The time of year you plan to go shooting will be one of biggest influences on your choice of shooting jacket. If you know it’s going to be cold, something to keep you warm is paramount – but the trick is to choose a jacket that will insulate without restricting movement. You can wear plenty of layers underneath, but your arms should still have room to move easily.
Wet weather requires a shooting jacket that will keep you dry, as well as your cartridges. However, be mindful of the distinct rustling sound some waterproof fabrics can make: you’ll want to be as quiet as possible when moving around.
For those days that begin with thick, grey rainclouds overhead and end up warm and muggy – and vice versa – something that offers versatility will be appreciated. Look for light, waxed cotton jackets with storm cuffs and removable hoods. You can even buy jackets with sleeves that can be unzipped for better ventilation.

Popular brands of shooting jacket

Jacket Why it’s a must-buy for shooting enthusiasts Look out for…
  • The South Shields clothing manufacturer has long been a favourite among those who pursue country sports.
  • Their waxed cotton jackets are waterproof and highly robust – perfect for crawling through undergrowth, safe in the knowledge your elbows won’t wear through.
  • Many Barbour shooting jackets are layered, allowing you to wear them all year round by simply adding and removing an inner lining or fleece.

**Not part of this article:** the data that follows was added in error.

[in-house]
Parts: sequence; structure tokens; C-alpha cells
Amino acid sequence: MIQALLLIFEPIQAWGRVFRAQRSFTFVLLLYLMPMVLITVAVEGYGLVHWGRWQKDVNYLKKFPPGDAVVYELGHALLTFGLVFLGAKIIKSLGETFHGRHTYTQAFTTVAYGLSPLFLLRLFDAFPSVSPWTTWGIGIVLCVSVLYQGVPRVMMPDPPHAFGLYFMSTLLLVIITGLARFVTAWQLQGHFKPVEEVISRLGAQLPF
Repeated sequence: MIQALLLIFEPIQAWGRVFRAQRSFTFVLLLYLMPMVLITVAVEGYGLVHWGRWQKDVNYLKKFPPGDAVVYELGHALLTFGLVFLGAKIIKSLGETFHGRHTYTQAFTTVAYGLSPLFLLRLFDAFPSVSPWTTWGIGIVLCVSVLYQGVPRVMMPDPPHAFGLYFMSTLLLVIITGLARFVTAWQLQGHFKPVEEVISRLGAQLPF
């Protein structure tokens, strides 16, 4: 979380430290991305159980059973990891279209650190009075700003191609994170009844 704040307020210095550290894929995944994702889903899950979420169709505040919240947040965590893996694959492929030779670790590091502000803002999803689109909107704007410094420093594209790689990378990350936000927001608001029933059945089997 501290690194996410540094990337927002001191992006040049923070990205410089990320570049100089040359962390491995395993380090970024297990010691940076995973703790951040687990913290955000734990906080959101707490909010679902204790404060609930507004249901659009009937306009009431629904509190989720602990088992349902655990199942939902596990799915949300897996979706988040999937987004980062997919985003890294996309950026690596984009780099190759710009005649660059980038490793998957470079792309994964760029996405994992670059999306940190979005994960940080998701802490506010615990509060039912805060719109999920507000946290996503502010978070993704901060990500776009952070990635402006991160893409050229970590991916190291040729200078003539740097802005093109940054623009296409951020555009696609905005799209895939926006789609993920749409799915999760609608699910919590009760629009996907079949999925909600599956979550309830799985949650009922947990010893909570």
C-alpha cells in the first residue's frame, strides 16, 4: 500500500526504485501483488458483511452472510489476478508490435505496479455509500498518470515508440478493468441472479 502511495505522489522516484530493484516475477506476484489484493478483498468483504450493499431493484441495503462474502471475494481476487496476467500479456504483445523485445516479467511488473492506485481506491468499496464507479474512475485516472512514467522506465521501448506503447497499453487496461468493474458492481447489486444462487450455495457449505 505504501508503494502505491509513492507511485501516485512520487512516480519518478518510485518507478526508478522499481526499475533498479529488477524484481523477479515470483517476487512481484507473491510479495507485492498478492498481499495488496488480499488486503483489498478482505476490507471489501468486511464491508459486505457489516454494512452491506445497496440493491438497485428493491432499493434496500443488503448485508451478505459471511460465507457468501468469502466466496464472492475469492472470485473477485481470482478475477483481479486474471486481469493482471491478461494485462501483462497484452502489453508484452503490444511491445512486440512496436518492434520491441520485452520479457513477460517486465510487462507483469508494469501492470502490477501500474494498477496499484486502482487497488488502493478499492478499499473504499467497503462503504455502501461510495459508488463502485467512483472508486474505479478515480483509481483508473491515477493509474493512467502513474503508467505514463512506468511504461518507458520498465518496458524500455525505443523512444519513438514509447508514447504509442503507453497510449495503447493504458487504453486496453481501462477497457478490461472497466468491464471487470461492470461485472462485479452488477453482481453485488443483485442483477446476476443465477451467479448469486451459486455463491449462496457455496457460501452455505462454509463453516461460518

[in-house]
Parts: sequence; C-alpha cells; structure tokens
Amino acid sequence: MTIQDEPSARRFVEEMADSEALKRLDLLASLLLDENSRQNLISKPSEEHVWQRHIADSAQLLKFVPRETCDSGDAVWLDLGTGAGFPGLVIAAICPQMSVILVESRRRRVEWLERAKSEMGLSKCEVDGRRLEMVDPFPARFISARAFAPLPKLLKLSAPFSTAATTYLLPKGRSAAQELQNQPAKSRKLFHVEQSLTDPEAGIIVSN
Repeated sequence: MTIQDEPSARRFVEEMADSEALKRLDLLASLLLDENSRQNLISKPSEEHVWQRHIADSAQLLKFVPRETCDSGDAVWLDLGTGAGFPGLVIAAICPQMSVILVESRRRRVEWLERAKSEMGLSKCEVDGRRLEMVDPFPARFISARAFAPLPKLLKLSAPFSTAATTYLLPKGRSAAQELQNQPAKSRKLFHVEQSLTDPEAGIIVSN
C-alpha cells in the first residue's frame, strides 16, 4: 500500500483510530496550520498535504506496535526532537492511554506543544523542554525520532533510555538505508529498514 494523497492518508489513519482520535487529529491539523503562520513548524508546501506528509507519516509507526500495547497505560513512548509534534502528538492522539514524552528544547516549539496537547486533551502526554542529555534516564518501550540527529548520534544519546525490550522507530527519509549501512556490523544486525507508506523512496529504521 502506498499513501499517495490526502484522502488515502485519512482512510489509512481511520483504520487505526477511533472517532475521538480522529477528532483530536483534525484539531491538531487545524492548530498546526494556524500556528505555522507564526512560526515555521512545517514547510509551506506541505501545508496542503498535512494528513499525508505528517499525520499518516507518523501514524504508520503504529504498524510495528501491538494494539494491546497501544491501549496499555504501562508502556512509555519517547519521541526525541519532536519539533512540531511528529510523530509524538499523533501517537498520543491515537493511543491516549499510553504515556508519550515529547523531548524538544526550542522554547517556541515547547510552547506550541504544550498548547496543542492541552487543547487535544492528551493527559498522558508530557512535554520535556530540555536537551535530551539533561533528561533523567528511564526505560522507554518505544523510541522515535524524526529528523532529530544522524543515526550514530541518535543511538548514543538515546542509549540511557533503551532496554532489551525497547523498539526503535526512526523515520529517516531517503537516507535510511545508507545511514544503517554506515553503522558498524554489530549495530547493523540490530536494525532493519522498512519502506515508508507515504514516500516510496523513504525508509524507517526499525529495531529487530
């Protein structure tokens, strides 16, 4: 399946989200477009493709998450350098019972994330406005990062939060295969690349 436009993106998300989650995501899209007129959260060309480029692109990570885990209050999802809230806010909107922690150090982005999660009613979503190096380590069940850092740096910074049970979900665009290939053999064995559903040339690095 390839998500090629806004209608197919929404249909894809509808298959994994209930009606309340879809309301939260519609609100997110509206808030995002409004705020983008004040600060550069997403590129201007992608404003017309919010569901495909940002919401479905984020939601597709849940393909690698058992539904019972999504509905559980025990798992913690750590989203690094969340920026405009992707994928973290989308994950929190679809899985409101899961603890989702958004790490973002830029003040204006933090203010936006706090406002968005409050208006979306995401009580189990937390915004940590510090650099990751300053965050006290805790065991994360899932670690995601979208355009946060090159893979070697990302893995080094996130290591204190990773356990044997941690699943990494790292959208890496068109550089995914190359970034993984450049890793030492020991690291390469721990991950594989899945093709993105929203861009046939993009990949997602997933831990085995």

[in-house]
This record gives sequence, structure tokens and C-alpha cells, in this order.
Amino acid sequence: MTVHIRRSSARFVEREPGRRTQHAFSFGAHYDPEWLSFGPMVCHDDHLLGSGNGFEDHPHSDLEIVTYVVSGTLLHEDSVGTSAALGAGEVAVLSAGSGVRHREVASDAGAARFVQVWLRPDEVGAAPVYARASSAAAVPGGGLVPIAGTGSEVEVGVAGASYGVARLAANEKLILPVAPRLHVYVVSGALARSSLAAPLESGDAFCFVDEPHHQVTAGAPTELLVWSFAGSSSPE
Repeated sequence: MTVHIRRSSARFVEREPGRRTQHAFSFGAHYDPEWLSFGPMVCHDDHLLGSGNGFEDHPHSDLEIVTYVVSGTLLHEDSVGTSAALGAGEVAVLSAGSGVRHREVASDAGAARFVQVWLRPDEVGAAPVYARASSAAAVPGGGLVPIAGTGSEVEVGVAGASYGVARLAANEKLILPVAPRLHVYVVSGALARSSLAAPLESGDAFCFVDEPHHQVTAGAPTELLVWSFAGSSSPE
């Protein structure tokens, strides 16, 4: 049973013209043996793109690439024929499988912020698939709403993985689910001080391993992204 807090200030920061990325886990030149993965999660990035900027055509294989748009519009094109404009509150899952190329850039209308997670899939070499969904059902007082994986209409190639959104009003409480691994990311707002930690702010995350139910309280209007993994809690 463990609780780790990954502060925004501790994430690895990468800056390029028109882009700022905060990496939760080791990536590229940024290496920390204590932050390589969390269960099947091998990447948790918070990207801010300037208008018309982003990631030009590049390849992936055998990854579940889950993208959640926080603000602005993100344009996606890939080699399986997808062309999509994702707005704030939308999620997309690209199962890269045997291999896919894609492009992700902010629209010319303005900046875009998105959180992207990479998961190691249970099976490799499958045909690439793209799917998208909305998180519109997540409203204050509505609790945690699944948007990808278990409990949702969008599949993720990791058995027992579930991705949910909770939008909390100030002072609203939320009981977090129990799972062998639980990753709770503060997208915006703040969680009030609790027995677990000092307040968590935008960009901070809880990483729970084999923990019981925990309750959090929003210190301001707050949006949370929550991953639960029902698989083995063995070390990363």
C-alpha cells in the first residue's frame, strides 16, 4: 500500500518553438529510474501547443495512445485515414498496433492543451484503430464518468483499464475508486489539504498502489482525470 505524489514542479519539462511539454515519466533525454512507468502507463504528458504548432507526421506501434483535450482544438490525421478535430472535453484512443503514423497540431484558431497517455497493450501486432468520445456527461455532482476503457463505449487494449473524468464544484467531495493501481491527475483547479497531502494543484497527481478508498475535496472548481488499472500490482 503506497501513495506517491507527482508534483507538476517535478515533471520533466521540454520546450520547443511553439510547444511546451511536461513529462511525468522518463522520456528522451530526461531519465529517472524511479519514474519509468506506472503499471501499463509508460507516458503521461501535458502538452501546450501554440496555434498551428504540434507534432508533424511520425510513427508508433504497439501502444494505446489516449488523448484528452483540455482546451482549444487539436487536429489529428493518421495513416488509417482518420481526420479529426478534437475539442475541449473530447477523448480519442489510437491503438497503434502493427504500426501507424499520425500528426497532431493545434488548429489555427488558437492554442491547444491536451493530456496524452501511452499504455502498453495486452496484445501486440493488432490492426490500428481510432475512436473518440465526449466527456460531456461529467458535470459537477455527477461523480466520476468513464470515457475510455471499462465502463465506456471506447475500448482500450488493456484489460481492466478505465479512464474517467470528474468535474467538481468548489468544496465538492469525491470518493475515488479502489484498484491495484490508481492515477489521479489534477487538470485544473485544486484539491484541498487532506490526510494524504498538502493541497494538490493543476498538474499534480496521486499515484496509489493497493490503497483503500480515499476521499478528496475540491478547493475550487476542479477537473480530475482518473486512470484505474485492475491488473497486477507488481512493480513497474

• The Barbour Beaufort waxed cotton shooting jacket.
  • The Barbour Tweed shooting jacket, featuring a Gore-Tex lining.
  • The Barbour 3-in-1 layered shooting jacket.
  • Their sleeveless, waterproof jackets are perfect for mild, early season shooting.
  • Like Barbour, they also offer multi-layered options for year-round shooting.
  • Many jackets feature deep cartridge pockets with easy access tabs.
  • The Schoffel Ptarmigan Tweed shooting jacket.
  • The lightweight Schoffel Ketton.
  • The English manufacturer has a long history of producing stylish, rugged shooting attire.
  • Many jackets feature bellows pockets for cartridge storage and hand warmer pockets.
  • Recoil pads are built into some shooting jackets.
  • The Musto Highlands Field Jacket.
  • The Musto Lightweight Clay Shooting Jacket.
  • Designed for serious shooting enthusiasts.
  • Generous sizing to allow for multiple layers to be worn underneath.
  • Various items of equipment can be carried thanks to bullet holders, radio pockets, inner mobile pockets and even zipped game pockets.
  • The Harkila Pro Hunter X jacket.
  • The lighter Harkila Frontier jacket.
  • The Harkila Edward Gore-Tex shooting jacket.
  • Competitively priced shooting attire.
  • Offer realistic camouflage schemes on many jackets.
  • Many jackets come with fluorescent safety waistcoats.
  • The Eton Realtree Camo jacket.
  • The Woodcock jacket.

Additional shooting attire 

  • Shooting boots: Look for sturdy grips and impenetrable waterproofing – but above all, make sure they’re comfortable if you’re going to be walking all day. Nothing will put you off your aim like sore feet.
  • Shooting vest: Teamed with a lightweight waterproof jacket, you can take off the outer coat when it gets warm and still have somewhere for your cartridges.
  • Shooting clothing: Waterproof trousers, classic shooting breeks and heavy wool jumpers for the winter. All are useful.
  • Accessories: Don’t forget other essentials, including ear defenders, safety glasses and a hunting bag if you’re going for a lighter jacket.